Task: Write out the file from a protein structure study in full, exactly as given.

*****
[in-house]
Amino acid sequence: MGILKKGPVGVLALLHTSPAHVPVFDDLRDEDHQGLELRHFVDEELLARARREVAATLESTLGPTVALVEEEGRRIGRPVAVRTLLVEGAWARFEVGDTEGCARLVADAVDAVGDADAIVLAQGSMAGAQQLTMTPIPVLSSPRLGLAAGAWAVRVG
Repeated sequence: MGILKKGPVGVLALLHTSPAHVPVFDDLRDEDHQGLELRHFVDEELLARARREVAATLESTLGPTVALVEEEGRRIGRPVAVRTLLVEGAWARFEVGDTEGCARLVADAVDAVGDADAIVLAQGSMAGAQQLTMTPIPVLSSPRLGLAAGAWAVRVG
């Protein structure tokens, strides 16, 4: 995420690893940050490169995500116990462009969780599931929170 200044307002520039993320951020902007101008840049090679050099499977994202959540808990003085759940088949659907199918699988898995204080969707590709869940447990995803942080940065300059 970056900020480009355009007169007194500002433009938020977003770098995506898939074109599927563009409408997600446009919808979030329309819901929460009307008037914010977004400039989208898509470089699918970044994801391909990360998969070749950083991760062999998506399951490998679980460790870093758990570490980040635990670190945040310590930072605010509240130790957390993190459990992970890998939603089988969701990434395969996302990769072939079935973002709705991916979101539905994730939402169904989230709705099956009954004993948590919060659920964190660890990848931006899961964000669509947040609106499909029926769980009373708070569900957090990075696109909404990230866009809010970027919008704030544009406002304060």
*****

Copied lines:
[in-house]
Amino acid sequence: MGILKKGPVGVLALLHTSPAHVPVFDDLRDEDHQGLELRHFVDEELLARARREVAATLESTLGPTVALVEEEGRRIGRPVAVRTLLVEGAWARFEVGDTEGCARLVADAVDAVGDADAIVLAQGSMAGAQQLTMTPIPVLSSPRLGLAAGAWAVRVG
Repeated sequence: MGILKKGPVGVLALLHTSPAHVPVFDDLRDEDHQGLELRHFVDEELLARARREVAATLESTLGPTVALVEEEGRRIGRPVAVRTLLVEGAWARFEVGDTEGCARLVADAVDAVGDADAIVLAQGSMAGAQQLTMTPIPVLSSPRLGLAAGAWAVRVG
């Protein structure tokens, strides 16, 4: 995420690893940050490169995500116990462009969780599931929170 200044307002520039993320951020902007101008840049090679050099499977994202959540808990003085759940088949659907199918699988898995204080969707590709869940447990995803942080940065300059 970056900020480009355009007169007194500002433009938020977003770098995506898939074109599927563009409408997600446009919808979030329309819901929460009307008037914010977004400039989208898509470089699918970044994801391909990360998969070749950083991760062999998506399951490998679980460790870093758990570490980040635990670190945040310590930072605010509240130790957390993190459990992970890998939603089988969701990434395969996302990769072939079935973002709705991916979101539905994730939402169904989230709705099956009954004993948590919060659920964190660890990848931006899961964000669509947040609106499909029926769980009373708070569900957090990075696109909404990230866009809010970027919008704030544009406002304060």